DAS: Rat Society
Note: This is the sixth of a handful of articles I began writing over two years ago, long before Ethereum was launched, when the current technology was little more than a few ideas a handful of people were discussing. They were originally posted on Quora, and I will be reposting them here, as some of the concepts discussed are becoming more relevant than ever, while some may simply be considered interesting in a historical context.
(Originally posted March 17, 2014)
In the late 1970’s a research scientist named Bruce Alexander had a revolutionary idea — What if addiction models were completely wrong? What if the reason rats in experiments chose to dose themselves repeatedly with drugs wasn’t because the drugs were so addictive, but instead the result of putting a social animal in a tiny prison cell and giving them only one outlet to feel good.
To test this they built a large cage with multiple rats — providing them with lots of areas for them to play and interact with each other. They called this area “rat park”. Rats which had never been addicted to drugs were mixed with rats that had been addicted, and they were all left to live and play in their happy little rat home, with infinite access to drugged sugar water.
So what happened? Did the rats all descend into drug-addled stupor? Well, no. The rats who had been addicted suffered the symptoms of withdrawal, choosing to socialize with the other rats, and overcome their addiction. The other rats who had never been addicted managed to avoid becoming addicted.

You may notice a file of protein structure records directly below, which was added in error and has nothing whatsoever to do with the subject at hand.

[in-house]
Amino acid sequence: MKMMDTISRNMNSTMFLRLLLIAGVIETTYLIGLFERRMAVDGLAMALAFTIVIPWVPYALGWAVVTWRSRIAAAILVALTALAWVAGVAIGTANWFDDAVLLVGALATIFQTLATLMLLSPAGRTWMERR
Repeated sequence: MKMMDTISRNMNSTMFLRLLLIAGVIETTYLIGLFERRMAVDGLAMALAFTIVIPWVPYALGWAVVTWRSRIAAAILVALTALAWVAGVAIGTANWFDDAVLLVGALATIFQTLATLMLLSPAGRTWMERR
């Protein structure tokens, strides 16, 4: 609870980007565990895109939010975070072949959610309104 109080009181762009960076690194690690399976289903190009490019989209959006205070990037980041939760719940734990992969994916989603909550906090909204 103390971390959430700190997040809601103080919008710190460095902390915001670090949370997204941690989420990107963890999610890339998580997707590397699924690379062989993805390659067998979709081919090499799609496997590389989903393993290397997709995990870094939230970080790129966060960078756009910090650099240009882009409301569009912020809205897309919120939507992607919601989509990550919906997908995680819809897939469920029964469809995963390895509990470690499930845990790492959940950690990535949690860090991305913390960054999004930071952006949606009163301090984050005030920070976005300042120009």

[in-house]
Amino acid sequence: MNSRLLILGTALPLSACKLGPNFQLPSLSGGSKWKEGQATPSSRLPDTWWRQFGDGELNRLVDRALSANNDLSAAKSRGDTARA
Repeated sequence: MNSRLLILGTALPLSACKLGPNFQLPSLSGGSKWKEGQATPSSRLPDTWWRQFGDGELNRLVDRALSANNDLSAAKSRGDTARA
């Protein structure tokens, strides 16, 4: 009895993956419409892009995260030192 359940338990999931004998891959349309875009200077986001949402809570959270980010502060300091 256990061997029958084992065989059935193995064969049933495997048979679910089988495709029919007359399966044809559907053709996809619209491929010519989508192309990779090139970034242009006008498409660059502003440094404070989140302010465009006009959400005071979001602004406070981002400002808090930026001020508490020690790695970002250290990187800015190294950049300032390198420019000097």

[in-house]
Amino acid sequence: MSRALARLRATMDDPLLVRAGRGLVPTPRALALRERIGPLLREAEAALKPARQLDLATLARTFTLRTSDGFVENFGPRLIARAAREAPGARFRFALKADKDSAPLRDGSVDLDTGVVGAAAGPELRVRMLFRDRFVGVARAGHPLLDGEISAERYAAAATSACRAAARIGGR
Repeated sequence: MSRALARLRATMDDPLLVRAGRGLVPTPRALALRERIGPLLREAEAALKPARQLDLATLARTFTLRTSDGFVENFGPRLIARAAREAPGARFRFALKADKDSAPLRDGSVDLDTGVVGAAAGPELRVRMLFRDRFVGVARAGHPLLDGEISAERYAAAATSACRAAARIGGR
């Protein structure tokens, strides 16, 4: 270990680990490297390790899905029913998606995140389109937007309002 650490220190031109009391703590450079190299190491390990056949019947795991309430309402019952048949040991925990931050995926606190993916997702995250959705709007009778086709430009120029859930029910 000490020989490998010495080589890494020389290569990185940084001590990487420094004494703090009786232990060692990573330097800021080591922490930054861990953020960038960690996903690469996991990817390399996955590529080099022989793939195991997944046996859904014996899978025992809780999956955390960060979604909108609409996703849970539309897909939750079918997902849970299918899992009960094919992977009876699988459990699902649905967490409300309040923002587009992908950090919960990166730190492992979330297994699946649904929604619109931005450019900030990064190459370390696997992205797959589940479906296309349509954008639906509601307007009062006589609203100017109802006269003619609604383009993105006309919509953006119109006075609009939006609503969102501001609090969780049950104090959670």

So this poses a question — if you were taken from your family and friends, put in a prison cell for an indeterminate period of time, and given a button that would feed yourself morphine, what do you think you would do? How long would it take you to give up on hope and give in to drug addiction?
The Human Animal
Human beings are tribal creatures. In the way that fish live in schools, lions live in prides, wolves live in packs — humans live in tribes. We are primates who have a limited scope for tracking other members of our group, but who possess the need for companionship and social support. Though we experience ourselves as individuals, most of us thrive in a system of tribal dynamics. This is the system in which we evolved, and the one which we are most suited for by default.
But we are also amazingly adaptive. So much so that we have created tools that have allowed us to pull ourselves out of the sticks and mud and create societies so large and complex that they would seem impossible only a few hundred years ago. We have mastered many aspects of our world that border on magic. I am typing on an object that once existed as ore. Somehow we have transitioned from a primate living in the jungle to the dominant species able to take rocks out of the ground and configure them in such a way that we can communicate with other members of our species all over the world. But we’re still tribal creatures.
We live in a world that celebrates the individual and the ego — we worship celebrities and the wealthy. We bow to those who dominate and conquer. But we’re miserable — we’re lonely and crowded at the same time, confused and misunderstood. We suffer depression, anxiety, and addiction at alarming rates. We place the blame on the individual or “chemical imbalances”. But never the social order.
But what if that’s the real problem? What if we’ve introduced all of these wonderful advancements only to destroy the structures that most of us need to thrive? After all — what is a newborn without its family? And what is a family without a tribe? What is a tribe without a culture of its own?